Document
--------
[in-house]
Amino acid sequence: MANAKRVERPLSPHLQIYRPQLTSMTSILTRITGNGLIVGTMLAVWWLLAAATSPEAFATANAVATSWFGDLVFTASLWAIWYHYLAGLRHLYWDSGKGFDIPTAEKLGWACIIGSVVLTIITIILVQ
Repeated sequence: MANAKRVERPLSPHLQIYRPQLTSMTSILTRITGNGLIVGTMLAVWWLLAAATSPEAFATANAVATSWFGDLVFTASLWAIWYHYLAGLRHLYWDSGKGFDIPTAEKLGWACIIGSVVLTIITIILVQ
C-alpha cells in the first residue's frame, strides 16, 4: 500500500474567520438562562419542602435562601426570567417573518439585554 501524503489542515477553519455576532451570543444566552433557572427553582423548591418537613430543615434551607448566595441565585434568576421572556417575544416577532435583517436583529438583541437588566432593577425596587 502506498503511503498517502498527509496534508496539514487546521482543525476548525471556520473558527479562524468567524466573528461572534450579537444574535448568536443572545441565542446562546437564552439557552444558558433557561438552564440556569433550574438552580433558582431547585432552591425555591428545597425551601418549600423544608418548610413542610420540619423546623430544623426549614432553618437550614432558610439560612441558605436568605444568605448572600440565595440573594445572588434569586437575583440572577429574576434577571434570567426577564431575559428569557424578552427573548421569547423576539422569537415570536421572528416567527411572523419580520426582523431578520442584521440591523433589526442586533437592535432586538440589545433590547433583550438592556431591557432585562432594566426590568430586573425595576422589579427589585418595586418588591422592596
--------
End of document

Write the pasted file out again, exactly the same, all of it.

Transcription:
[in-house]
Amino acid sequence: MANAKRVERPLSPHLQIYRPQLTSMTSILTRITGNGLIVGTMLAVWWLLAAATSPEAFATANAVATSWFGDLVFTASLWAIWYHYLAGLRHLYWDSGKGFDIPTAEKLGWACIIGSVVLTIITIILVQ
Repeated sequence: MANAKRVERPLSPHLQIYRPQLTSMTSILTRITGNGLIVGTMLAVWWLLAAATSPEAFATANAVATSWFGDLVFTASLWAIWYHYLAGLRHLYWDSGKGFDIPTAEKLGWACIIGSVVLTIITIILVQ
C-alpha cells in the first residue's frame, strides 16, 4: 500500500474567520438562562419542602435562601426570567417573518439585554 501524503489542515477553519455576532451570543444566552433557572427553582423548591418537613430543615434551607448566595441565585434568576421572556417575544416577532435583517436583529438583541437588566432593577425596587 502506498503511503498517502498527509496534508496539514487546521482543525476548525471556520473558527479562524468567524466573528461572534450579537444574535448568536443572545441565542446562546437564552439557552444558558433557561438552564440556569433550574438552580433558582431547585432552591425555591428545597425551601418549600423544608418548610413542610420540619423546623430544623426549614432553618437550614432558610439560612441558605436568605444568605448572600440565595440573594445572588434569586437575583440572577429574576434577571434570567426577564431575559428569557424578552427573548421569547423576539422569537415570536421572528416567527411572523419580520426582523431578520442584521440591523433589526442586533437592535432586538440589545433590547433583550438592556431591557432585562432594566426590568430586573425595576422589579427589585418595586418588591422592596